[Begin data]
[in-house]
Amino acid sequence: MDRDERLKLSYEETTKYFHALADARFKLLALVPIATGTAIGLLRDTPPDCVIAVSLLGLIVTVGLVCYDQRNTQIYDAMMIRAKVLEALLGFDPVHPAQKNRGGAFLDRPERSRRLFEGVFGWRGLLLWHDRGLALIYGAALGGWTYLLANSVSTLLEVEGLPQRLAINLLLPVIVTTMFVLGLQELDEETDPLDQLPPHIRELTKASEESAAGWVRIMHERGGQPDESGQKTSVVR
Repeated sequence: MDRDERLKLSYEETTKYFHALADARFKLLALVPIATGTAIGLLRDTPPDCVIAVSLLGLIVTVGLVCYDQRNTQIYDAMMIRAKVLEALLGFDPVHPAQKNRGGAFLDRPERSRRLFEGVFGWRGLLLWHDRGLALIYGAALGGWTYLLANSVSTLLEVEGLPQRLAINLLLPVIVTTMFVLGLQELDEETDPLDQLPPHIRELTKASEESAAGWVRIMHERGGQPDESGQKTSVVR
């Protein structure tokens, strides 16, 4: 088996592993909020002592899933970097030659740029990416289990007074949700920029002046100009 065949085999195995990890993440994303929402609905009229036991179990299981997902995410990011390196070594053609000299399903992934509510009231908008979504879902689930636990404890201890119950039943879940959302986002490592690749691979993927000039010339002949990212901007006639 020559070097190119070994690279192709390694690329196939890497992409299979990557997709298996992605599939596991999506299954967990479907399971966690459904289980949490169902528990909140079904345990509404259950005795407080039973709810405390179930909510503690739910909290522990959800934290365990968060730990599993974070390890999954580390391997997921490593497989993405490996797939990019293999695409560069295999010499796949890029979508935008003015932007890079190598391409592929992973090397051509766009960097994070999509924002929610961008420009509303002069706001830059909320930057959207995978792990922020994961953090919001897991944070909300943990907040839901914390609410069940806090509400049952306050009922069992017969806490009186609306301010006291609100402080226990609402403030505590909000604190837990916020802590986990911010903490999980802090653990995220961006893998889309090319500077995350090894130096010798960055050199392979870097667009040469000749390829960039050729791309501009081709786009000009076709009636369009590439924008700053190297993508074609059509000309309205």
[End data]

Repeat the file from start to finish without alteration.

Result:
[in-house]
Amino acid sequence: MDRDERLKLSYEETTKYFHALADARFKLLALVPIATGTAIGLLRDTPPDCVIAVSLLGLIVTVGLVCYDQRNTQIYDAMMIRAKVLEALLGFDPVHPAQKNRGGAFLDRPERSRRLFEGVFGWRGLLLWHDRGLALIYGAALGGWTYLLANSVSTLLEVEGLPQRLAINLLLPVIVTTMFVLGLQELDEETDPLDQLPPHIRELTKASEESAAGWVRIMHERGGQPDESGQKTSVVR
Repeated sequence: MDRDERLKLSYEETTKYFHALADARFKLLALVPIATGTAIGLLRDTPPDCVIAVSLLGLIVTVGLVCYDQRNTQIYDAMMIRAKVLEALLGFDPVHPAQKNRGGAFLDRPERSRRLFEGVFGWRGLLLWHDRGLALIYGAALGGWTYLLANSVSTLLEVEGLPQRLAINLLLPVIVTTMFVLGLQELDEETDPLDQLPPHIRELTKASEESAAGWVRIMHERGGQPDESGQKTSVVR
């Protein structure tokens, strides 16, 4: 088996592993909020002592899933970097030659740029990416289990007074949700920029002046100009 065949085999195995990890993440994303929402609905009229036991179990299981997902995410990011390196070594053609000299399903992934509510009231908008979504879902689930636990404890201890119950039943879940959302986002490592690749691979993927000039010339002949990212901007006639 020559070097190119070994690279192709390694690329196939890497992409299979990557997709298996992605599939596991999506299954967990479907399971966690459904289980949490169902528990909140079904345990509404259950005795407080039973709810405390179930909510503690739910909290522990959800934290365990968060730990599993974070390890999954580390391997997921490593497989993405490996797939990019293999695409560069295999010499796949890029979508935008003015932007890079190598391409592929992973090397051509766009960097994070999509924002929610961008420009509303002069706001830059909320930057959207995978792990922020994961953090919001897991944070909300943990907040839901914390609410069940806090509400049952306050009922069992017969806490009186609306301010006291609100402080226990609402403030505590909000604190837990916020802590986990911010903490999980802090653990995220961006893998889309090319500077995350090894130096010798960055050199392979870097667009040469000749390829960039050729791309501009081709786009000009076709009636369009590439924008700053190297993508074609059509000309309205």